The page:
Bethlehem Copper was a classic Graham net-net: a company whose share price was trading below its working capital, net of all its liabilities. What caught his attention was that the company had no debt and the shares were actually trading at the price of the cash on the balance sheet. The mining operations were profitable and backed by long-term supply contracts with blue-chip corporations. Cundill started to buy shares at the average cost of $4.50/share when mining stocks and Bethlehem Cooper were totally out of favour with the investing public. At that time, the inexorable rise in the price of copper in response to demand from emerging markets, especially China, had not yet begun. Six months down the road, the fund began to book profits at $13/share.

2. Very few investors do their homework thoroughly. If you do so, you have an advantage. This should give you the confidence to grab the opportunity without waiting for someone else to take the first plunge.

Predicting the economic future and consequent stock market behaviour using a disparate, and almost certainly incomplete, set of statistical variables, does no good. Have a set of investment criteria to guide you.

Buy under-valued, unrecognized, neglected, out of fashion, or misunderstood situations where inherent value, a margin of safety, and the possibility of sharply changing conditions created new and favourable investment opportunities.

Some of his quantitative value criteria for stocks were:

Trading below intrinsic value, defined as the price that an investor would be prepared to pay for the security if it were not listed on a public stock exchange.

Trading below book value, preferably below net working capital less long-term debt (Graham’s net-net method).

The company must be profitable—ideally having increased its earnings for the past five years—and dividend-paying—ideally with a regularly increasing dividend.

The price had to be less than half its former high and preferably near its all-time low.

The P/E had to be less than 10.

3. Patience, patience, more patience.

His investment in Cleveland Cliffs (CLF), which he has stated was his best, was a rocky ride.

The company produced iron ore pellets and cornered around 40% of the market share in North America in the eighties. Cundill found that it had a power plant in Michigan, which was held at a very low value on the balance sheet. He got two friends to check it out and they reported that it was worth “a lot of money”.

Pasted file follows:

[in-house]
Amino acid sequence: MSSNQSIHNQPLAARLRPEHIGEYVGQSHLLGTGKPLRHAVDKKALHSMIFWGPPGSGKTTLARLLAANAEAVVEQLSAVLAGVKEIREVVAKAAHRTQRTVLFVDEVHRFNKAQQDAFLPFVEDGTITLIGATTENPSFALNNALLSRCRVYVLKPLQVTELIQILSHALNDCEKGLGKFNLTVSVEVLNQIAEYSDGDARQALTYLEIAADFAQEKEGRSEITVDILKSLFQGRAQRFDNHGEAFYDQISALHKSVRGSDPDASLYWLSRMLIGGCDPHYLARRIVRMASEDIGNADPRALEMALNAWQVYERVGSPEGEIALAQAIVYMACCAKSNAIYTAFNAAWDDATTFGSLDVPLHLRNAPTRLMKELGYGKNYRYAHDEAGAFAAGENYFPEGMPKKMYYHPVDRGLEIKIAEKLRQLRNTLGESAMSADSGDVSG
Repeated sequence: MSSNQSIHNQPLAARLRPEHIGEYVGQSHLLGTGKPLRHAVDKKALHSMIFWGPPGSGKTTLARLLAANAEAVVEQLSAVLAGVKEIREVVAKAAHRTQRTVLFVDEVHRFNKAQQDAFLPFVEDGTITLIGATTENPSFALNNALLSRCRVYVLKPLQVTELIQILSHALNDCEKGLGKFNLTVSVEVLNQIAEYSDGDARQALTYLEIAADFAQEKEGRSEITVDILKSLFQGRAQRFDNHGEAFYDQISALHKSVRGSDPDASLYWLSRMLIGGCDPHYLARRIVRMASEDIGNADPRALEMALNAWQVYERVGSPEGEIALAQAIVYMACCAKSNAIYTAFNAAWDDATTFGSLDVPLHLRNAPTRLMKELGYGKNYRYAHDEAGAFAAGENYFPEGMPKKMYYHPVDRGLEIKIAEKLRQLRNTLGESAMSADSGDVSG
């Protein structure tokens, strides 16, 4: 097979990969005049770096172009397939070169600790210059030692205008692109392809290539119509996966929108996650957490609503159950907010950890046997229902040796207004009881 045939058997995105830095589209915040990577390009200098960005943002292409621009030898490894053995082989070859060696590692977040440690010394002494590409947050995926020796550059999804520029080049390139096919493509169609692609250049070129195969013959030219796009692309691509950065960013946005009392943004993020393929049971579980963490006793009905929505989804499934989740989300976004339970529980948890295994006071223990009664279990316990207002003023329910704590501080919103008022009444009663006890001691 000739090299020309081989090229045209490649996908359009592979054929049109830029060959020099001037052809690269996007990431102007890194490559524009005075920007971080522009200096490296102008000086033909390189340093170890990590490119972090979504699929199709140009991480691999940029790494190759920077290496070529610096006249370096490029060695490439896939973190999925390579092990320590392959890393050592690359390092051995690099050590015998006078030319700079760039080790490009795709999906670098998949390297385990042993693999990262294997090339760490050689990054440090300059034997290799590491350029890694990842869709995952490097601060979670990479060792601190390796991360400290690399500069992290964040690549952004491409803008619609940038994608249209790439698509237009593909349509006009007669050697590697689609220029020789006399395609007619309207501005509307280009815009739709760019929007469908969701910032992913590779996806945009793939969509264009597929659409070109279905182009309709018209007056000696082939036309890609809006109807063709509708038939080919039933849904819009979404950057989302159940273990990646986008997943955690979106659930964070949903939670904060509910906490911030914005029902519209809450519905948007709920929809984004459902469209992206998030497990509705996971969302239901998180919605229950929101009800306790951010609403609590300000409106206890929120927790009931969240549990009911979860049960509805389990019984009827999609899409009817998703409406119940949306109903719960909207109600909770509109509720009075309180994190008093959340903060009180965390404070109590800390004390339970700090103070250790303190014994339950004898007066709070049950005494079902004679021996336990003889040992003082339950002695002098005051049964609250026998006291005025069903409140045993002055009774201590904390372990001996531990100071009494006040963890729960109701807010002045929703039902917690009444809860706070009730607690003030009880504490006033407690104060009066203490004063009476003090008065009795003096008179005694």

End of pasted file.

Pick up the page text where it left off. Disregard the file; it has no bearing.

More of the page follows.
GuruFocus noted that after Cundill’s initial purchase at $15/share, Cleveland Cliffs’ shares slid relentless to $6 per share. In his own words, he said that he “bought and bought as the price went on dropping, and there seemed to be an endless supply of stock.”

As the American steel industry began to recover, the company’s stock price rose from $6 in the fourth quarter of 1986 to $10.50 in the first quarter of 1987. Then came the October crash of 1987 and the company had to battle a takeover attempt. Tom Moore, the chairman and CEO noted in his annual letter to shareholders that the year 1987 was the most unusual, controversial, and pivotal in the company’s then 137-year history. There was widespread skepticism about the company’s survival prospects in the face of stagnant markets, underutilized production capacity and a huge debt burden.

In a 1988 buyback, the company purchased 31% of its common stock and all of its preferred stock. By 1991, the company had largely erased its debt and accumulated $100 million in cash reserves. Cundill exited his position that year, and his return over his holding period stood at an annual compounded rate of over 30%.

His advise to investors, was to always think long-term. Big rewards accrue with compound annual rates of return. Sooner or later (which could be years), the market will do what it has to do to prove the majority wrong. But you will win only if you have the supreme confidence to stay calm.